3. Cut two trapeziums for the arms. At the base they should be as wide as the body of the garment, which allows free movement. At the narrow end it should be slightly wider than the circumference of your fist, so you can get your hand through but they won’t be loose/flappy. It’s best to pin what you think is best, and adjust for the fit you want by putting the sleeve on, in case you have bulging muscular fore-arms, or will be wearing arm-guards under the garment. This also allows you to adjust the length, but this will be roughly the same as the width of the body panel.
  4. At this point, I would sew the neck. To do this, decide what shape you want (I prefer a curved keyhole), and separate from the main body cut a collar piece the right size and shape, and check if fits. Then sew it on to the body positioned so the front-back divide of head hole (which will be much more to the front than the back) is on that fold you made earlier. It also wants to be left-right centred.
  5. Now cut the head hole in the garment body, within your collar piece, before folding the collar piece through the hold (which hides its existing stitching, especially if machined), and hand-sew it in place both around the hole and at the edge of the collar piece. Your fabric now has a distinct inside and outside, with the collar piece inside (unless you’ve done it in a contrasting colour and want it outside for appearance). If it already has a right and a wrong side for another reason such as the appearance of the weave you’d better have put the collar piece on the right side, I’d recommend pinning and playing before sewing in this case.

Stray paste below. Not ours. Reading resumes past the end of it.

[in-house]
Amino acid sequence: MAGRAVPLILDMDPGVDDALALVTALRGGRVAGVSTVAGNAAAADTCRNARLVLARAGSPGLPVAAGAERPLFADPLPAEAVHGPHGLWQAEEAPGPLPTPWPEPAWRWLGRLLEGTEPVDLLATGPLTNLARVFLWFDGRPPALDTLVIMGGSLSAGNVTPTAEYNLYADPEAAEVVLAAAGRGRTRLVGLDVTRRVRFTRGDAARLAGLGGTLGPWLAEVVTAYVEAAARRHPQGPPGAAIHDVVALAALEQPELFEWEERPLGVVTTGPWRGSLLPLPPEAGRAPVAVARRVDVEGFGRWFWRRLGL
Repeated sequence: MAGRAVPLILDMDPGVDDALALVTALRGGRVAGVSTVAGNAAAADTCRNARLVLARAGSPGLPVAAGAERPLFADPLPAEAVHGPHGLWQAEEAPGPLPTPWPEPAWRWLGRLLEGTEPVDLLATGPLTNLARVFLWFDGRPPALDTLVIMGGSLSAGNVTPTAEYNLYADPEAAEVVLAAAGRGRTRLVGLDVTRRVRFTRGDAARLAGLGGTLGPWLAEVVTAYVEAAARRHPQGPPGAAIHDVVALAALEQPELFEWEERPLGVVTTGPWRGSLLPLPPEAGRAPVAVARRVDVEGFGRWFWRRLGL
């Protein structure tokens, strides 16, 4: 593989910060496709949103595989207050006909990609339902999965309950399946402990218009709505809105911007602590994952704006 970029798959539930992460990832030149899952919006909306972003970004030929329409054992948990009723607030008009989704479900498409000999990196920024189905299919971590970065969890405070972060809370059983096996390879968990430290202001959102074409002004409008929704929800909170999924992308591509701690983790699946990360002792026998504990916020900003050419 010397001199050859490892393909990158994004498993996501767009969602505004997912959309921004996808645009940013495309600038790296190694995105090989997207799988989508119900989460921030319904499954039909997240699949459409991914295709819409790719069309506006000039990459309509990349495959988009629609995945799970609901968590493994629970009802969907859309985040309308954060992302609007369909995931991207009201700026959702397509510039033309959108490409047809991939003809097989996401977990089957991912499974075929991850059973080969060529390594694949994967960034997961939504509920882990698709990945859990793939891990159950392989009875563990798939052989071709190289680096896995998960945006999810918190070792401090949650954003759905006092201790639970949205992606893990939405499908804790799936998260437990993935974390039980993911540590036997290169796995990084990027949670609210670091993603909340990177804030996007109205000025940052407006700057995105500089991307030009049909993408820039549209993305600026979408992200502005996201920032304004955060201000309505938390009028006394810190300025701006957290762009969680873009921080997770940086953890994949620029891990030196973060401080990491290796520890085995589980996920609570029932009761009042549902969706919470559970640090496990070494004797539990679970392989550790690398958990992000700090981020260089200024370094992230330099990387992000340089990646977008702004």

6. Sew each of the sleeves closed along the slanted side of the trapezium. The opposite, “fold”, side is the top. Fold the body panel midway as before, right sides together, insert a sleeve also right sides together and folds matched up, and sew it in. Repeat for the other sleeve.
  7. Fill in the rest of each side of the garment with a “gusset” triangle or “gore” which has sides of the required length, and is as wide at the bottom as half of the body panel (so having done both sides the total circumference of the bottom hem is increased by 50%).